As mentioned earlier, the strongest feature of the LG VX5200 is the voice-recognition command menu, allowing users to access many of the handsets' key features with just their voice. After training the speaker-independent voice-recognition software, we successfully used voice commands to make simple phone calls, access our voicemail, call up our contact book, and edit our contacts, as well as check for missed calls or received messages, the time and the date, and the status of our phone. Using the speakerphone for voice commands worked fairly well; it understood our voice commands about 75 percent of the time. We would have liked to use the voice-command menu to add appointments to the calendar, but this wasn't a supported feature.
The phone has a quality VGA camera that takes still pictures but no video. The VGA camera takes pictures in three resolution settings--640x480, 320x240, and 160x120--and we had the option of customizing the white balance, the brightness, the shutter sound, and the color effects. The camera also comes with a 2X zoom, an embedded flash, a multishot adjustment, and a self-timer with three settings. We used the pictures for wallpaper and sent them via a multimedia message and an e-mail. We noticed, however, that sending a multimedia message was more trouble than it was worth, as it involved many steps and took too long for our liking. On the whole, though, the camera features are well integrated with the handset, and due to its ease of use, we enjoyed using it.
You can personalize the handset with a variety of wallpaper and sounds. In typical Verizon fashion, no games are included, but we downloaded Tetris and Bejeweled. Due to the lack of clarity on the screen, however, we didn't enjoy extended gameplay.We tested the dual-band/trimode (CDMA 800/1900; AMPS 800) LG VX5200 in the San Francisco area on Verizon's network, and call quality was generally good. We had no trouble with the sound quality, and although callers said we sounded far away and tinny when compared to our normal cell phone, no one mistook the call being made from a landline. Also, we did get interference when we sat too close to our computer or car speakers. Criticisms aside, we were impressed with the clarity and sound of the VX5200's speakerphone, and while we didn't experience any dropped calls, we did get network busy signals on two separate occasions.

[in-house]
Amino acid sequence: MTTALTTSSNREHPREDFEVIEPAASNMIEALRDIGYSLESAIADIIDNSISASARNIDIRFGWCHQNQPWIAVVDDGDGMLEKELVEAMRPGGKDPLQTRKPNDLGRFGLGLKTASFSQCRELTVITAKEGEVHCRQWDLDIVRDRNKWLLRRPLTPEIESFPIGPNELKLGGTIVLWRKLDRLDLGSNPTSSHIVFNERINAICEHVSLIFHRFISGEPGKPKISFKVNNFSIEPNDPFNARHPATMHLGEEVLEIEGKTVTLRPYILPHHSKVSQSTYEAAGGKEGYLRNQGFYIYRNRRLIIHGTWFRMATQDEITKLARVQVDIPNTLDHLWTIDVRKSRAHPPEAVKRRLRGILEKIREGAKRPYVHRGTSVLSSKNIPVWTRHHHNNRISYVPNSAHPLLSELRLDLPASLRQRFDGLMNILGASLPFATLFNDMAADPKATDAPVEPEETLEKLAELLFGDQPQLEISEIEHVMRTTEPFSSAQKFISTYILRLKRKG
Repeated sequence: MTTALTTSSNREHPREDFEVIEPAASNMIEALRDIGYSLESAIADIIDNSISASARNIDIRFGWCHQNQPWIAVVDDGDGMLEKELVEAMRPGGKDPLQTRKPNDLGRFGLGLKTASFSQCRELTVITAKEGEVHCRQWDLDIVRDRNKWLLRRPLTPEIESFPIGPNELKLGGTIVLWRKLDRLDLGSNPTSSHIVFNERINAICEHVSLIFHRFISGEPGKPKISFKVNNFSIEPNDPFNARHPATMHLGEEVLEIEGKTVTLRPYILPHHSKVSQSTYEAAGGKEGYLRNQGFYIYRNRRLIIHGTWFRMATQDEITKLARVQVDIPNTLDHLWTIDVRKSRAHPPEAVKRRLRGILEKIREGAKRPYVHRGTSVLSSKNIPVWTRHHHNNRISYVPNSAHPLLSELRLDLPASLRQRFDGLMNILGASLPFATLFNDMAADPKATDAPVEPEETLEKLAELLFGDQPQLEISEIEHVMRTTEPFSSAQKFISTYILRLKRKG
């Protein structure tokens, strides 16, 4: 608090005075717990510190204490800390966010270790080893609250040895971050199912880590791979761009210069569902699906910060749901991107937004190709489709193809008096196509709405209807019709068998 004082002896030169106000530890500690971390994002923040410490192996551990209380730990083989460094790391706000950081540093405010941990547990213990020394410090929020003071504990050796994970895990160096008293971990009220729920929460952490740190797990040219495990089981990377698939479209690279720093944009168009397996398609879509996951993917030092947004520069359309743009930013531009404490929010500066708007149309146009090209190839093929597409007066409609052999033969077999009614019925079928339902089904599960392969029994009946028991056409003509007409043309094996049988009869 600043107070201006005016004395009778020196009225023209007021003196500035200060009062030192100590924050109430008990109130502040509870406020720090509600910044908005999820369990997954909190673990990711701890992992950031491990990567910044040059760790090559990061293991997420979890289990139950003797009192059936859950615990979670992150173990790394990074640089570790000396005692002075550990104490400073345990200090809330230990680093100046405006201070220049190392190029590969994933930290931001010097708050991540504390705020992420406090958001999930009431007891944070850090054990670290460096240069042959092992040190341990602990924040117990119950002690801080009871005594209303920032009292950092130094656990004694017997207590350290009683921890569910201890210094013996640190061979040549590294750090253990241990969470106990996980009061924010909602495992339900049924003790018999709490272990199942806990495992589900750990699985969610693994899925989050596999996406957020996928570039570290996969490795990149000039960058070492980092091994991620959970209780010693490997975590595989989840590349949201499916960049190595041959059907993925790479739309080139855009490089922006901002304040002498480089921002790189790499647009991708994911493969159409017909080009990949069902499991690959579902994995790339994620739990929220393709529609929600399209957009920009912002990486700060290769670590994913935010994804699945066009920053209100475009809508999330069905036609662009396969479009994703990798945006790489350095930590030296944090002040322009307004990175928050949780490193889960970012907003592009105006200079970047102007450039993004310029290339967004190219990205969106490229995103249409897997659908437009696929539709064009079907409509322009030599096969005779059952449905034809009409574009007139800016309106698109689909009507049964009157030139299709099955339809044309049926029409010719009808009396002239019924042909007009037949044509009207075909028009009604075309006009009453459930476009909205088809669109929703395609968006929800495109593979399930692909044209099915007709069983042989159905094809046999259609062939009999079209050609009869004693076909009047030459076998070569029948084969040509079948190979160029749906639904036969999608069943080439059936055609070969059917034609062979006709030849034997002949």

Battery life was impressive. We beat the rated talk time of 3.3 hours, reaching a total time of 4.5 hours on a single charge. Our standby time was nearly 5 days, a bit less than the promised time of 6.8 days. The phone did not heat up after continued use of more than 20 minutes, and the sound quality didn't decline. According to FCC radiation tests, the LG VX5200 has a digital SAR rating the 1.23 watts per kilogram and an analog SAR rating of 1.26 watts per kilogram.